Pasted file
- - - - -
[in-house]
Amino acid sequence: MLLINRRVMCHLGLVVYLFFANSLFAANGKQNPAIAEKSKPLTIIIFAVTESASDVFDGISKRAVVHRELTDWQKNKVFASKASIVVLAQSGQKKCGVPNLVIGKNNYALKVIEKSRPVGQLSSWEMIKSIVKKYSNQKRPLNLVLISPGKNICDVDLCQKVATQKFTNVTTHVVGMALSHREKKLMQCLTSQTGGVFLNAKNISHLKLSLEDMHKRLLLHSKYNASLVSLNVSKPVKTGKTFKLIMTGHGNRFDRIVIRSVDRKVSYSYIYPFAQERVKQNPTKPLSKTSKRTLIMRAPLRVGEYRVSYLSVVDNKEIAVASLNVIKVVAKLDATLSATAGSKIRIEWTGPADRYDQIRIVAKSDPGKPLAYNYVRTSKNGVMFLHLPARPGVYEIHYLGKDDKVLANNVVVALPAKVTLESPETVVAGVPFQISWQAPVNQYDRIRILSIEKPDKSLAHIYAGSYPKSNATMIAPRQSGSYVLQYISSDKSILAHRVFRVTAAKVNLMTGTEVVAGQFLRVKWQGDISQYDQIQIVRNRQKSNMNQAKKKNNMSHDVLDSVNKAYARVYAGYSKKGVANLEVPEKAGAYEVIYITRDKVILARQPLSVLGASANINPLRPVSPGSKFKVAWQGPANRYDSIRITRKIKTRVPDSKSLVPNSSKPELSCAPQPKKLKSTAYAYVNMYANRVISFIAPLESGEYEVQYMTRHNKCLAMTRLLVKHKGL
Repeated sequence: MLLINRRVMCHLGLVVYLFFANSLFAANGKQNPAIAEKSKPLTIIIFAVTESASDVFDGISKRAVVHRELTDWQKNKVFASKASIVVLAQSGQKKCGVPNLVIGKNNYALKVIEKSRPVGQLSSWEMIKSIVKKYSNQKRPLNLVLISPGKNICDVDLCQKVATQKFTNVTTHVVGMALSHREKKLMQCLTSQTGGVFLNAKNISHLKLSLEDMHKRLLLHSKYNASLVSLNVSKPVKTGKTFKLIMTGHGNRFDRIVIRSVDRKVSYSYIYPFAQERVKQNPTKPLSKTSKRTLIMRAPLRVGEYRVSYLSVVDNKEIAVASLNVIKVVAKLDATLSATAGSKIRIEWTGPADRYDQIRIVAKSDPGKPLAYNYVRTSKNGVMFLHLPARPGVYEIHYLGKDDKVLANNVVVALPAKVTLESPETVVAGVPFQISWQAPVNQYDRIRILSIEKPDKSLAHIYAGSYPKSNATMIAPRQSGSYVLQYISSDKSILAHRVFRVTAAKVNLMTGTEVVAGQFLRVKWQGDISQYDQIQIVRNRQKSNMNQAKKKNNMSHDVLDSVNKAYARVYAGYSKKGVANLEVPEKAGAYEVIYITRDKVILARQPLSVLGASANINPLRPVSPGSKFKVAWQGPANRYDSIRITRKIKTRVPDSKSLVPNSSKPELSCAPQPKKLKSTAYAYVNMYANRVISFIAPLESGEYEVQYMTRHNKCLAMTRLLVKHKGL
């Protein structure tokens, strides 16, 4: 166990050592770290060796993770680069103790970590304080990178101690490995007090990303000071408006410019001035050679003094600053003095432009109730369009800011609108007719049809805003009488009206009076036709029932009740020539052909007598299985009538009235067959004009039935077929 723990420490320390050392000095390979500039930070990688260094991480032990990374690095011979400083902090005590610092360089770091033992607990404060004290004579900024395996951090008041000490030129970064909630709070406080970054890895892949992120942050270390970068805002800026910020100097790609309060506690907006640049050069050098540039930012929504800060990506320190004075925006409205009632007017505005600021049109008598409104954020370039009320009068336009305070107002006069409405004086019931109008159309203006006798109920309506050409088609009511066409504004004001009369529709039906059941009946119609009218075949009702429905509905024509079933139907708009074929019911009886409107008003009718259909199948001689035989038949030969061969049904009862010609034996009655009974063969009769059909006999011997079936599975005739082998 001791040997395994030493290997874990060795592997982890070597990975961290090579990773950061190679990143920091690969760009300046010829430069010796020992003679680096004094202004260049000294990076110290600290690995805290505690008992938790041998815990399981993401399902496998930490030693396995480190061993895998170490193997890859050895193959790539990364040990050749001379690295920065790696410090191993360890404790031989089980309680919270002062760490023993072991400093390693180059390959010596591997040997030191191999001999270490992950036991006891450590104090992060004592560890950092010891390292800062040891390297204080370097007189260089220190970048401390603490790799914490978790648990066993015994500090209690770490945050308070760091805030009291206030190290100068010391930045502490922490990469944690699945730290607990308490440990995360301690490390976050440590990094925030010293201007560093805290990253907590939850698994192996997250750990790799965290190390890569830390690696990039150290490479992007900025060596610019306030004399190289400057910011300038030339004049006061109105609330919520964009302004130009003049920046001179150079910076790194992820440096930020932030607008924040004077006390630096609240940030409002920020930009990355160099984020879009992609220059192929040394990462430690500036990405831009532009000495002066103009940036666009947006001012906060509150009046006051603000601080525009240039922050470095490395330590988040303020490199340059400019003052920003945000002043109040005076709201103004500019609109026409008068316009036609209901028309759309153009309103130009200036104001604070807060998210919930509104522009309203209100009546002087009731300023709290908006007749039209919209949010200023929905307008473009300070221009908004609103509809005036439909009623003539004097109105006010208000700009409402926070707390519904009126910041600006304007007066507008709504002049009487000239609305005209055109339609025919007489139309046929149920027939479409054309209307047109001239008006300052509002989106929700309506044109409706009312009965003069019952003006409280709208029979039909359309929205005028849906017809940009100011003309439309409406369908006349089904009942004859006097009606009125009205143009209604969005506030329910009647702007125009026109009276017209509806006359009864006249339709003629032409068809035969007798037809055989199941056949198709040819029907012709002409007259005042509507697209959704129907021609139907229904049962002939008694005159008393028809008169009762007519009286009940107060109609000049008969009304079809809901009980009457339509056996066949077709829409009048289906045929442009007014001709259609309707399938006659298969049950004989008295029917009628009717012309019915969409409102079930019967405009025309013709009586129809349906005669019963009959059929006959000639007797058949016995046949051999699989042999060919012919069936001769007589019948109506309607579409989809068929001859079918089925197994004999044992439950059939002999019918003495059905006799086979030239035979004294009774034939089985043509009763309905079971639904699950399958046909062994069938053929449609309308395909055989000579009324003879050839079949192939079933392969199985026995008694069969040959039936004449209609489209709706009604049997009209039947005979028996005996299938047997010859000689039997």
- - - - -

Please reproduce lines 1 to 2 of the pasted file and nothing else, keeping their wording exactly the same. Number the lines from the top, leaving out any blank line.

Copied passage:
[in-house]
Amino acid sequence: MLLINRRVMCHLGLVVYLFFANSLFAANGKQNPAIAEKSKPLTIIIFAVTESASDVFDGISKRAVVHRELTDWQKNKVFASKASIVVLAQSGQKKCGVPNLVIGKNNYALKVIEKSRPVGQLSSWEMIKSIVKKYSNQKRPLNLVLISPGKNICDVDLCQKVATQKFTNVTTHVVGMALSHREKKLMQCLTSQTGGVFLNAKNISHLKLSLEDMHKRLLLHSKYNASLVSLNVSKPVKTGKTFKLIMTGHGNRFDRIVIRSVDRKVSYSYIYPFAQERVKQNPTKPLSKTSKRTLIMRAPLRVGEYRVSYLSVVDNKEIAVASLNVIKVVAKLDATLSATAGSKIRIEWTGPADRYDQIRIVAKSDPGKPLAYNYVRTSKNGVMFLHLPARPGVYEIHYLGKDDKVLANNVVVALPAKVTLESPETVVAGVPFQISWQAPVNQYDRIRILSIEKPDKSLAHIYAGSYPKSNATMIAPRQSGSYVLQYISSDKSILAHRVFRVTAAKVNLMTGTEVVAGQFLRVKWQGDISQYDQIQIVRNRQKSNMNQAKKKNNMSHDVLDSVNKAYARVYAGYSKKGVANLEVPEKAGAYEVIYITRDKVILARQPLSVLGASANINPLRPVSPGSKFKVAWQGPANRYDSIRITRKIKTRVPDSKSLVPNSSKPELSCAPQPKKLKSTAYAYVNMYANRVISFIAPLESGEYEVQYMTRHNKCLAMTRLLVKHKGL